Deploy Containers Close to Your Users

This Engineering Education (EngEd) Program is supported by Section.

Instantly deploy containers globally. Section is affordable, simple and powerful.

Get Started for Free.

SideEffects and Effects Handling in Jetpack Compose

December 10, 2021

A side effect is anything that escapes the scope of a function. In Jetpack Compose, it refers to the content inside a composable function.

To handle such effects, we use an EffectHandler which is a safe environment.


To follow along with this tutorial, the reader should have:


By the end of this tutorial, the reader will be able to:

  • Understand side-effects, as well as how they occur.
  • Create side-effect-free Composables.


Effects should be invoked from a controlled environment that is aware of the composable’s lifecycle. These components are needed to modify the app’s state.

The Effect APIs are used when you need to modify the state of the composable so that side effects are executed predictably.

Let’s get started and see how this happens.

Side-Effects and how they occur

As discussed, a side-effect is anything that exists outside the scope of a composable function.

Side effects can cause adverse effects to an app. This is because they can modify the application state beyond the scope of the composable.

This implies that every time a composable function is invoked, it may respond differently.

Composable functions run several times or even skip execution. Therefore, relying on their global state can result in unexpected behavior.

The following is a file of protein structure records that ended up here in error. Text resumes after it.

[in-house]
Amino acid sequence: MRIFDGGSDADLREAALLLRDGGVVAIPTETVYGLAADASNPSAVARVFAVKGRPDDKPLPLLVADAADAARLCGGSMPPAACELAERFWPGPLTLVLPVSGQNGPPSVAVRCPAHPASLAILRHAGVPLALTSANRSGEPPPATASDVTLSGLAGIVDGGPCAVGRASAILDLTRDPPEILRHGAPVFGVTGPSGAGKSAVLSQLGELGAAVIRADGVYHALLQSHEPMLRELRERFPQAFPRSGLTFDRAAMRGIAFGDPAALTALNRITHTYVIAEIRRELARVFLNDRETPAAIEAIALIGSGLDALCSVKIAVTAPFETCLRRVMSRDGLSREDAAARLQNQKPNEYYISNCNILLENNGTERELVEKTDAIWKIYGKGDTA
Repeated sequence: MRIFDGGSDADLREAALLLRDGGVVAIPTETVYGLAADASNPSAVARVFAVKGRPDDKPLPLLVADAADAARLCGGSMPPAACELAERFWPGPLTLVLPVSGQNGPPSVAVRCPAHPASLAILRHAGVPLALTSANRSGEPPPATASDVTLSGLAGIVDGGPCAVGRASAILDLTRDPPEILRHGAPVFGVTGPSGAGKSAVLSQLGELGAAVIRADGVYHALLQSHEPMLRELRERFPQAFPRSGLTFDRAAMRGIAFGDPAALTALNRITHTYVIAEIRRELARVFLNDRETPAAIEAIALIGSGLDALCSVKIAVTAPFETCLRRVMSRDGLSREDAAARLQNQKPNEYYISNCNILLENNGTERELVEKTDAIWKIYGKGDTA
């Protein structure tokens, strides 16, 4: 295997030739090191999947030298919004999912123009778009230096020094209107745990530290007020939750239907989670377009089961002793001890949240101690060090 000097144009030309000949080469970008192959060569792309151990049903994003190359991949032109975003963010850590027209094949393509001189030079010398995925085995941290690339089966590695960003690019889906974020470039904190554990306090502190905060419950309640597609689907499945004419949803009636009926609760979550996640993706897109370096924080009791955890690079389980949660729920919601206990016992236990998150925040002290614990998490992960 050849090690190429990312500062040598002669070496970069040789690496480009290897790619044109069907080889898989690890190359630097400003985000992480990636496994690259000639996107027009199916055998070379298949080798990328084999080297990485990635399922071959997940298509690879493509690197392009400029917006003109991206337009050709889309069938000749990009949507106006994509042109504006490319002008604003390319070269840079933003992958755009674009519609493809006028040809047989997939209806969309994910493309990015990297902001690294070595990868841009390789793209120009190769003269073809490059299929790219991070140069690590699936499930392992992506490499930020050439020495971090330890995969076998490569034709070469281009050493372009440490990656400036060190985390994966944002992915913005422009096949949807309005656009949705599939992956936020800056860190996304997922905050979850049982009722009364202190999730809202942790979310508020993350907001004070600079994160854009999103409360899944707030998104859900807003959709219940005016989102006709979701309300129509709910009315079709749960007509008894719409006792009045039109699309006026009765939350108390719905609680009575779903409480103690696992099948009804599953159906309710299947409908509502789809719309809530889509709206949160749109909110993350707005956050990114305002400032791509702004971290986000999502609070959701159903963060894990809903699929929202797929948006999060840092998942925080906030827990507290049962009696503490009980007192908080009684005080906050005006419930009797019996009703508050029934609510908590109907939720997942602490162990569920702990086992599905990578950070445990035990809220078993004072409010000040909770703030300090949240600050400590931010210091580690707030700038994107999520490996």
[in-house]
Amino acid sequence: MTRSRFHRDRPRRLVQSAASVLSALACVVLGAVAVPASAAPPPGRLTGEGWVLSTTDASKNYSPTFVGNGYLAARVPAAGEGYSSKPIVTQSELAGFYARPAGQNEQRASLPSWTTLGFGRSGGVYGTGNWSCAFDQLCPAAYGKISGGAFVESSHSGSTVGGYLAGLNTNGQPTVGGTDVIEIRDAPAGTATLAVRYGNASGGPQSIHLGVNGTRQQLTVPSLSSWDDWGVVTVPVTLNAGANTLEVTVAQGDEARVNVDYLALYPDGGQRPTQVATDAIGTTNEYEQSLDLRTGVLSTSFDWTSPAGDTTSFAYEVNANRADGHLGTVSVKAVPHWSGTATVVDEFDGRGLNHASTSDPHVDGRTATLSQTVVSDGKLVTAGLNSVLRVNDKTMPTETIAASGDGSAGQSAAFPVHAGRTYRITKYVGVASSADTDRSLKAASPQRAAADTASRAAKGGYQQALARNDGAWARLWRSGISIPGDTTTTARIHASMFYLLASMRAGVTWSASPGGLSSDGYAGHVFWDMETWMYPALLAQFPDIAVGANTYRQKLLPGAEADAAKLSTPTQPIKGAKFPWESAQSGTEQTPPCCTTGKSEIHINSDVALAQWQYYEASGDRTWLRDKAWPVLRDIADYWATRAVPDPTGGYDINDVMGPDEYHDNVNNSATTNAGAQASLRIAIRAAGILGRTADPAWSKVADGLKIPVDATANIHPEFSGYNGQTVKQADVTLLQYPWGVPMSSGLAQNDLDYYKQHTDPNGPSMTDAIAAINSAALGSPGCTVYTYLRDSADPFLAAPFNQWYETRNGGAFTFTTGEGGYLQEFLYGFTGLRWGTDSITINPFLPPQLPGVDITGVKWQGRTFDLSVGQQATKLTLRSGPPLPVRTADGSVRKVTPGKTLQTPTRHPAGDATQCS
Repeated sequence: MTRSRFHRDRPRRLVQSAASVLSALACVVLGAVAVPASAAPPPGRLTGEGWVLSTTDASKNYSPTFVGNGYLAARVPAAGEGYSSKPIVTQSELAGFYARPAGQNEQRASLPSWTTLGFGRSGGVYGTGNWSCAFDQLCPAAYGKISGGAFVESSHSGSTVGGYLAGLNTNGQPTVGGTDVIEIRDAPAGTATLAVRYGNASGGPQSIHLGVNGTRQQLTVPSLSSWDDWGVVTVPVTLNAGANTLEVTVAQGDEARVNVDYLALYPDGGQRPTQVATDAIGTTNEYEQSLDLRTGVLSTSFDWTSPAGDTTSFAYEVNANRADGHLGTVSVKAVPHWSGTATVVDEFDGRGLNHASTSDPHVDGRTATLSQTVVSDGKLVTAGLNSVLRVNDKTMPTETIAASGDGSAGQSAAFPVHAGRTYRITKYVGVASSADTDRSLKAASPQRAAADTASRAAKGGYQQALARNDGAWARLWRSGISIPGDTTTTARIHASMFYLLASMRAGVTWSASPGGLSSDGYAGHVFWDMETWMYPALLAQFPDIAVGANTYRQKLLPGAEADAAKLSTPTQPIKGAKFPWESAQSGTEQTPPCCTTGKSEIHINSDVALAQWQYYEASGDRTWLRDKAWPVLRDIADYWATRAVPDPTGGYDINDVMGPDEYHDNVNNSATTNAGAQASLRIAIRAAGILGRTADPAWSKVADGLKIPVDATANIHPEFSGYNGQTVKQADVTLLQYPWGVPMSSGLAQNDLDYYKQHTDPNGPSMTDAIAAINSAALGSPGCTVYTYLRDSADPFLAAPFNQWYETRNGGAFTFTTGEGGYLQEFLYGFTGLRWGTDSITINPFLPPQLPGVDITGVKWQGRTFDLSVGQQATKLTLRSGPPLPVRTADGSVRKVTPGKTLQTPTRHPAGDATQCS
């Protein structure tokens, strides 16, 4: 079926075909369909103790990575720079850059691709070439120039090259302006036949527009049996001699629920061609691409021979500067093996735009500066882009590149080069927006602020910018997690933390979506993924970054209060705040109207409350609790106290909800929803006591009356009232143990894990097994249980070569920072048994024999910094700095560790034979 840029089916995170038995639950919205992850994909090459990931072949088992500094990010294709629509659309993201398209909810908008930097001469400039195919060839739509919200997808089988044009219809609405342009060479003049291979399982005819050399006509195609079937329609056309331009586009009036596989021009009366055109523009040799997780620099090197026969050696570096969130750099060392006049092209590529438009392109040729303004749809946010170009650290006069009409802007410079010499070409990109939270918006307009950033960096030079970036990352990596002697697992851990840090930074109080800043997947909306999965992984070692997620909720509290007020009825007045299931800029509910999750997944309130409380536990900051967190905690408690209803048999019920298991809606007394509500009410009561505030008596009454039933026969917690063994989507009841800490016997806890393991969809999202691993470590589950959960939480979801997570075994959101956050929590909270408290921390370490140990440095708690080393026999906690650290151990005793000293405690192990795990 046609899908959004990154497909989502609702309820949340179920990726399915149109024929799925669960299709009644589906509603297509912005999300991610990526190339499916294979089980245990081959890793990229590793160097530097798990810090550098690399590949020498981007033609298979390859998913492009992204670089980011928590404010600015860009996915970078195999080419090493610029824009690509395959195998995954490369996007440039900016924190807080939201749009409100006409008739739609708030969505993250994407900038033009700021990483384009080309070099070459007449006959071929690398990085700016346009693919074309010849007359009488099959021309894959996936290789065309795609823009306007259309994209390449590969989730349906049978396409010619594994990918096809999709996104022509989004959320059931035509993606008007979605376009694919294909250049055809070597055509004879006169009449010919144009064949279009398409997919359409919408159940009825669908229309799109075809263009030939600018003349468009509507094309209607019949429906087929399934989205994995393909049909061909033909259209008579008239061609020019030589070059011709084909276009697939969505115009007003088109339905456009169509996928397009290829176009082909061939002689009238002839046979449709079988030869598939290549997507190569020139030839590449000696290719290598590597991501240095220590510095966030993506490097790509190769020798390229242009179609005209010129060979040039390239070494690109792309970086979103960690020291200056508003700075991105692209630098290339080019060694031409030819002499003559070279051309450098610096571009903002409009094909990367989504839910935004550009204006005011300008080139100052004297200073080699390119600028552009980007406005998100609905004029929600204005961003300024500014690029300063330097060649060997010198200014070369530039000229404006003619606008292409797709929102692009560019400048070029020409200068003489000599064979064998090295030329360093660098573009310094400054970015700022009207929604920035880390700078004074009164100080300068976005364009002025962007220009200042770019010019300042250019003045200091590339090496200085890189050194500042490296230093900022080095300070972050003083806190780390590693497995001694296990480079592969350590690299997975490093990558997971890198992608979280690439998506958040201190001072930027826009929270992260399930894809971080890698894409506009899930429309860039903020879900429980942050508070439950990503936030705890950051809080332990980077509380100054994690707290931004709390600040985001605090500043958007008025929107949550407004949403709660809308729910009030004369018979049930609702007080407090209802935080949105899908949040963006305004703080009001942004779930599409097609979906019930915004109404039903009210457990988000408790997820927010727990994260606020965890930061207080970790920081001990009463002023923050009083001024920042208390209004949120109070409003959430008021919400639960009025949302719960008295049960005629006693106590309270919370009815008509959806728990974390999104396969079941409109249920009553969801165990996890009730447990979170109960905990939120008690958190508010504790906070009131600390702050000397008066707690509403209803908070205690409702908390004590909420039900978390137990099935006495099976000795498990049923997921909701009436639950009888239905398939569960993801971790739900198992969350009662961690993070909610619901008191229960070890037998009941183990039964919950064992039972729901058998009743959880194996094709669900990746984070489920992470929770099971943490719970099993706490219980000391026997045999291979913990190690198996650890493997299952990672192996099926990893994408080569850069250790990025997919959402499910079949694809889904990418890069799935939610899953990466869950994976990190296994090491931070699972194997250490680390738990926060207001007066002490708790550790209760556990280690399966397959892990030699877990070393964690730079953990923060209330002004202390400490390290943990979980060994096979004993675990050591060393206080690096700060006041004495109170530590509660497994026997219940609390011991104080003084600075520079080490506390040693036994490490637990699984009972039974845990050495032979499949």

Compose has several strategies for dealing with side effects. These techniques assist in managing the lifespan of side effects and removing them after they are no longer needed.

There are several ways we can perform side-effects in Compose.

Effects handlers

To understand Effect handlers, we first need to know the Compose lifecycle.

Composables join the composition when rendered on the screen and depart when they are removed from the UI tree. On some occasions, effects may cross from one event to another.

Effects may have long lifespans while others have shorter lifespans. This allows you to utilize them in many compositions.

Effect handlers can be divided into two:

  • SuspendedEffect
  • Non-Suspended side-effects


These are effects that may occur when we make long-running operations such as network calls inside a Composable.

The popular techniques in this effect are rememberCoroutineScope and launchedEffect.


LaunchedEffect may be used to do tasks during the lifetime of a composable. The coroutine will self-destruct if the composable is no longer shown on the screen. This helps to avoid memory leaks.

In general, the lauchedEffect does the following:

  • When an effect enters composition, the launchedEffect executes it and clears it when it exits.
  • When the key(s) changes, the effect is terminated and restarted.
  • We can also use it to extend over a task in a composition.

Let’s take a timer for example. We want this timer to start when the execution of a composable begins and stop when the composition ends.

In such a scenario, we start the timer inside the LaunchedEffect block. When the composable exits, we don’t have to bother about suspending or cleaning up timer-related code.

fun Timer() {
    LaunchedEffect(key1 = Unit, block = {
        try {
            initTimer(2000) {